Sen Monorom is situated in the incredibly scenic hill areas of Cambodia close to Vietnam. We took an entire day to explore the Mondulkiri region by scooter (Kevin was happy to have his motorized companion again) driving to the impressive Bou Sra Waterfall, some natural pools and finally a coffee plantation near Sen Monorom. After the heat of Phnom Penh and the islands before, it was good to breathe some chilly air!
The Elephant Valley Project
The main reason to visit Sen Monorom and the Mondulkiri region are elephants. The local Bunong people enjoy a special relationship with the animals (they are animists and believe in natural spirits – for them, elephants are at the same level as humans) and a number of NGO’s now dedicate their time to help elephants that are being held captive and forced to work (for example by carrying tourists around). We visited the Elephant Valley Project (EVP) and it was definitely one of our highlights of Cambodia! Ten “rescued” elephants live there in an area of 300,000 ha protected forest, so there is lots of space for these beautiful animals to roam freely, munching green leaves or taking a bath in the river.
The tour basically consisted of us hiking through the forest and shadowing the elephants, following them and their mahouts from place to place as they go around their daily routine (eating and eating). During the tour, our guide explained to us a lot about the EVP and the tremendous efforts they undertake to help the elephants as well as the local community (for instance by providing health insurance for their local employees and their family). The EVP has a strict policy and doesn’t allow hand feeding, riding or bathing with the elephants, but we were really just content watching the animals from very close distance as they go around their natural habitat. After following two elephants for the entire morning, the tour ended with some excellent lunch at the EVP basecamp.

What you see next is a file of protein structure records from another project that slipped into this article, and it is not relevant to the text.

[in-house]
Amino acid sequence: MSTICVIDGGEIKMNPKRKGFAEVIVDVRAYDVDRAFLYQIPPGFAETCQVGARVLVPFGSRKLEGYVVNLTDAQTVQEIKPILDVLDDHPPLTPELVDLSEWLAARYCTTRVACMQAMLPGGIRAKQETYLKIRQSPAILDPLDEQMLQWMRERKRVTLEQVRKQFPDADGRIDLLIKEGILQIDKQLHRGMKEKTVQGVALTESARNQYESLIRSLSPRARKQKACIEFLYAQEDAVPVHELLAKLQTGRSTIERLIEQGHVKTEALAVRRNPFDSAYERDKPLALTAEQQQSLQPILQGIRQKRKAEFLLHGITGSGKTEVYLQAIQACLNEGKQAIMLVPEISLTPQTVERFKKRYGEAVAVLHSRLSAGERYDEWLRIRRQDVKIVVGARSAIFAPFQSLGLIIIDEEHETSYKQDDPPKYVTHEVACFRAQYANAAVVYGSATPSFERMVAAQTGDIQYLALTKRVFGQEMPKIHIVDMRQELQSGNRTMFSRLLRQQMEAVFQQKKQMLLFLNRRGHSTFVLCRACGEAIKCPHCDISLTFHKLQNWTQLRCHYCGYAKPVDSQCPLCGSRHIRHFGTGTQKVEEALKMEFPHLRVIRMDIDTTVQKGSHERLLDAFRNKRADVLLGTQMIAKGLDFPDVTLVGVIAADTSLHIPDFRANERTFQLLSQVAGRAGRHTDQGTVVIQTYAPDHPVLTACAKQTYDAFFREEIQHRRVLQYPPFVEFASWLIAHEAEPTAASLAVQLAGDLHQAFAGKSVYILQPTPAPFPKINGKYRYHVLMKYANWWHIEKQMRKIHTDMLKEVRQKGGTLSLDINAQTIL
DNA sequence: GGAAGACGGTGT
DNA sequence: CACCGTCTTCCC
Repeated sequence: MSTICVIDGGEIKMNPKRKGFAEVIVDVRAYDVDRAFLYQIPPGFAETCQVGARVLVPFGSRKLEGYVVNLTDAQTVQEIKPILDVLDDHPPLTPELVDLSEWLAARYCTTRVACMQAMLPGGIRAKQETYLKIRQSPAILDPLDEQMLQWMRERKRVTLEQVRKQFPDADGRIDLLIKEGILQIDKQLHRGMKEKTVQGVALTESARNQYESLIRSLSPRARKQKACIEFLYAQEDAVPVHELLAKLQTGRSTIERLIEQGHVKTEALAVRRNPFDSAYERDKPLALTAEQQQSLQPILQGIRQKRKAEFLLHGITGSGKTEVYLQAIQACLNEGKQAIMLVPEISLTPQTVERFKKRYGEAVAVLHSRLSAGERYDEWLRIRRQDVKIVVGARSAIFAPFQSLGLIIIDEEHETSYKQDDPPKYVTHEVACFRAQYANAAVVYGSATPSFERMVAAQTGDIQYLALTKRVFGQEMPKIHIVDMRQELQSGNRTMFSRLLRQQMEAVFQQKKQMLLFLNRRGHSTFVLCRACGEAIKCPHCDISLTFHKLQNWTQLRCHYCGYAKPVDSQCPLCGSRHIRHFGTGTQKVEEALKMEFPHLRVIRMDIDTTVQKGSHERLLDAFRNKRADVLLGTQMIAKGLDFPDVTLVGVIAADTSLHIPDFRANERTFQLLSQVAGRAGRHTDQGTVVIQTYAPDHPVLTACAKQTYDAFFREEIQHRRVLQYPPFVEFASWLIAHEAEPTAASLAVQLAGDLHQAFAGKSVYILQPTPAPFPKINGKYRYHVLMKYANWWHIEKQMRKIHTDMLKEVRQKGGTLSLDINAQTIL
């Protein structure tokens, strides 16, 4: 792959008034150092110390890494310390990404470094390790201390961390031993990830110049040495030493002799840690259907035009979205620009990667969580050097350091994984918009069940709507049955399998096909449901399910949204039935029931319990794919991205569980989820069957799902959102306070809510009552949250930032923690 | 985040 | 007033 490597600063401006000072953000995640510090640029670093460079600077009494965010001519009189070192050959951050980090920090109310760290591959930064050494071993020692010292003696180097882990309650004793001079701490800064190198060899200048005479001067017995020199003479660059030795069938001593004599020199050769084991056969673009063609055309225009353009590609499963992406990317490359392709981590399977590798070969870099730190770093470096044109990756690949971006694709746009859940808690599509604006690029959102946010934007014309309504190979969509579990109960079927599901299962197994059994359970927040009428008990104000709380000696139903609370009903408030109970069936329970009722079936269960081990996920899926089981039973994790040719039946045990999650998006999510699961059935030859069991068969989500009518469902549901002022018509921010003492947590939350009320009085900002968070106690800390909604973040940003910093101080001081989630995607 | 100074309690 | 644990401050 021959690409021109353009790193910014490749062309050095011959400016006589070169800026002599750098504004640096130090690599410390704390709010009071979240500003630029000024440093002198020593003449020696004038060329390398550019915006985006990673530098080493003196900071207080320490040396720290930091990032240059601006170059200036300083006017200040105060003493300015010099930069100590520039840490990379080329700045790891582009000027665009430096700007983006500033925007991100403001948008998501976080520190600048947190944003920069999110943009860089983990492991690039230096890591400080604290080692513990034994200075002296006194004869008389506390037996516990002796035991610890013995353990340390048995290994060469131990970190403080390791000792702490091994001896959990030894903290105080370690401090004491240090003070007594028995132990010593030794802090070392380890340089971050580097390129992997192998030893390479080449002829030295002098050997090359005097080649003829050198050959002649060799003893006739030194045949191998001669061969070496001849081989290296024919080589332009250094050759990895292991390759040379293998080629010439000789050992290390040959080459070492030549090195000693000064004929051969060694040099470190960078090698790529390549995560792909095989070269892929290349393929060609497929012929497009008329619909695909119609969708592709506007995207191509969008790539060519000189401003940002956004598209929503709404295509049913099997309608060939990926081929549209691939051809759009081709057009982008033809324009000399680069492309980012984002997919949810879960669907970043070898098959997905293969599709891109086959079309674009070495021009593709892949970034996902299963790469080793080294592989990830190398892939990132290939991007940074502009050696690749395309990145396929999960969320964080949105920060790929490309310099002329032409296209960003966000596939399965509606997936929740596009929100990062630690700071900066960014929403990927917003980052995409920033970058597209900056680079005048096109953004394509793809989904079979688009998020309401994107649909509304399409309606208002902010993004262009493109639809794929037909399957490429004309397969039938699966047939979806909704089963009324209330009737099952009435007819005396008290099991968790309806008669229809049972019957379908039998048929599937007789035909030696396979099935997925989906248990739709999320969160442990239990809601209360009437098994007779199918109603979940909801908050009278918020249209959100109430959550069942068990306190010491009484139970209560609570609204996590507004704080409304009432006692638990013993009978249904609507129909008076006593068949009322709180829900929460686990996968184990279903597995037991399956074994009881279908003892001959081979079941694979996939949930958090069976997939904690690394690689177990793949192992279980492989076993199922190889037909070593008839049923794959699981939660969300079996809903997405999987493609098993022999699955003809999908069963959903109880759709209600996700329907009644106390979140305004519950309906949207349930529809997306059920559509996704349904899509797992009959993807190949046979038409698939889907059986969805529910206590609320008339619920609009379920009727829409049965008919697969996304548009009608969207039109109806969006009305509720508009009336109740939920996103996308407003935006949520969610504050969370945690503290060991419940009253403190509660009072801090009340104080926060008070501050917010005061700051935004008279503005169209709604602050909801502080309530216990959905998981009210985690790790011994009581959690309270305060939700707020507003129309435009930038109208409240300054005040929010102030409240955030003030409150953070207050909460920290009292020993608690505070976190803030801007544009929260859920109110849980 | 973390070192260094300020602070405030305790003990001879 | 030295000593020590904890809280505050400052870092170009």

Traveling on to Laos
In Sen Monorom, we booked bus tickets taking us directly to Si Phan Don, the famed four thousand islands of Laos. After the last bus ride, we were skeptical and feared the worse. However, all went smooth. The minivan was delayed, but otherwise drove us straight up to Banlung in Ratanakiri, a place even farther remote, but also popular with tourists because of the great hiking there. From there, we switched into another van to Stung Treng, the border town to Laos. Two Tuk Tuk rides later, we were on a third van driving to the border.
The border itself was unspectacular. It was quiet and nothing compared to the Bangkok – Siem Reap casino situation. The most annoying part was that we had to pay $ 5 extra each to bribe the officials to let us pass ($ 2 on the Cambodian side and $ 3 on the Laos side which included $ 2 for the stamps)?! When Nicole asked the stamp-official why she should pay 2 dollars, he just replied ‘now it’s 4 dollars, because you asked’! Having eventually crossed to the other side, another van was waiting for us to finish the journey. So all in all it only took us three different mini vans and two Tuk Tuk’s and about nine hours to arrive safely in Nakasang where we continue the story next time!
Written by Kevin and Nicole in Thakhek, Laos.